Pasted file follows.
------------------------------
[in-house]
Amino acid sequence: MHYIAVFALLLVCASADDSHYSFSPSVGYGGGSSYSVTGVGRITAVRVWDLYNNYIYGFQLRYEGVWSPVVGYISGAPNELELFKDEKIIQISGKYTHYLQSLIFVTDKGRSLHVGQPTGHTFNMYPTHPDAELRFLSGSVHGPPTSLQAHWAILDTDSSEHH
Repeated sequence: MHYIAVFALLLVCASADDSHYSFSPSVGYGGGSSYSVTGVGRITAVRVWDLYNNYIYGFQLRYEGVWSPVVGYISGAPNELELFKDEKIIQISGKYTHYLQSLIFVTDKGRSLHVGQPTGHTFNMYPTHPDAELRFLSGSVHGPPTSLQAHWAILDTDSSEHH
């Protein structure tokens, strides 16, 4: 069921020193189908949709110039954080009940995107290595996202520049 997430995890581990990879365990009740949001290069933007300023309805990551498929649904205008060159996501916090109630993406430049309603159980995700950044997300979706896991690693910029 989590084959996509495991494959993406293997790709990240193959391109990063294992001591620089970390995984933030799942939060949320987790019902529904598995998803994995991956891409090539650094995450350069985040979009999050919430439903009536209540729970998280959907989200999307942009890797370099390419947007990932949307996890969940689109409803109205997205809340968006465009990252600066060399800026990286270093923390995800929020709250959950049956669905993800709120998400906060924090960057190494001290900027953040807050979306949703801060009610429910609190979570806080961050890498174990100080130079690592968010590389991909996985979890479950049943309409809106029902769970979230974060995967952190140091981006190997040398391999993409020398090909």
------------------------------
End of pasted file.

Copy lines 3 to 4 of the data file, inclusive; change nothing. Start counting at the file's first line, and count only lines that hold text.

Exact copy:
Repeated sequence: MHYIAVFALLLVCASADDSHYSFSPSVGYGGGSSYSVTGVGRITAVRVWDLYNNYIYGFQLRYEGVWSPVVGYISGAPNELELFKDEKIIQISGKYTHYLQSLIFVTDKGRSLHVGQPTGHTFNMYPTHPDAELRFLSGSVHGPPTSLQAHWAILDTDSSEHH
């Protein structure tokens, strides 16, 4: 069921020193189908949709110039954080009940995107290595996202520049 997430995890581990990879365990009740949001290069933007300023309805990551498929649904205008060159996501916090109630993406430049309603159980995700950044997300979706896991690693910029 989590084959996509495991494959993406293997790709990240193959391109990063294992001591620089970390995984933030799942939060949320987790019902529904598995998803994995991956891409090539650094995450350069985040979009999050919430439903009536209540729970998280959907989200999307942009890797370099390419947007990932949307996890969940689109409803109205997205809340968006465009990252600066060399800026990286270093923390995800929020709250959950049956669905993800709120998400906060924090960057190494001290900027953040807050979306949703801060009610429910609190979570806080961050890498174990100080130079690592968010590389991909996985979890479950049943309409809106029902769970979230974060995967952190140091981006190997040398391999993409020398090909």